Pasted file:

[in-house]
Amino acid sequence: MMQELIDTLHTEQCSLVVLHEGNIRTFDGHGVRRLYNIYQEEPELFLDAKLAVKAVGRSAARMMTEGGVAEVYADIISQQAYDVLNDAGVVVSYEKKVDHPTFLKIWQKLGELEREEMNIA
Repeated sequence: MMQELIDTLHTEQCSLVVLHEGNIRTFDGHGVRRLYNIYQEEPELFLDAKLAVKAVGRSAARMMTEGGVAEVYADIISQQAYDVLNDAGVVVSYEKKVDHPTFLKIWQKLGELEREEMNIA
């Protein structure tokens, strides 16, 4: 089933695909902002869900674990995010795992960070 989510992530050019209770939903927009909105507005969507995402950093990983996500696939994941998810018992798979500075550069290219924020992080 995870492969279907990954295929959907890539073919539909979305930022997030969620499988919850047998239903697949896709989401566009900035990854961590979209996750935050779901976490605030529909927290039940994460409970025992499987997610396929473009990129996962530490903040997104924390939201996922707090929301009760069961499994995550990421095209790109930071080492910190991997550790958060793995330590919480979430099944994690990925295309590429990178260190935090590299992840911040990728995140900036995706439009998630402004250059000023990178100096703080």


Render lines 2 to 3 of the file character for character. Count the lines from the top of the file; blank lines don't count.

Amino acid sequence: MMQELIDTLHTEQCSLVVLHEGNIRTFDGHGVRRLYNIYQEEPELFLDAKLAVKAVGRSAARMMTEGGVAEVYADIISQQAYDVLNDAGVVVSYEKKVDHPTFLKIWQKLGELEREEMNIA
Repeated sequence: MMQELIDTLHTEQCSLVVLHEGNIRTFDGHGVRRLYNIYQEEPELFLDAKLAVKAVGRSAARMMTEGGVAEVYADIISQQAYDVLNDAGVVVSYEKKVDHPTFLKIWQKLGELEREEMNIA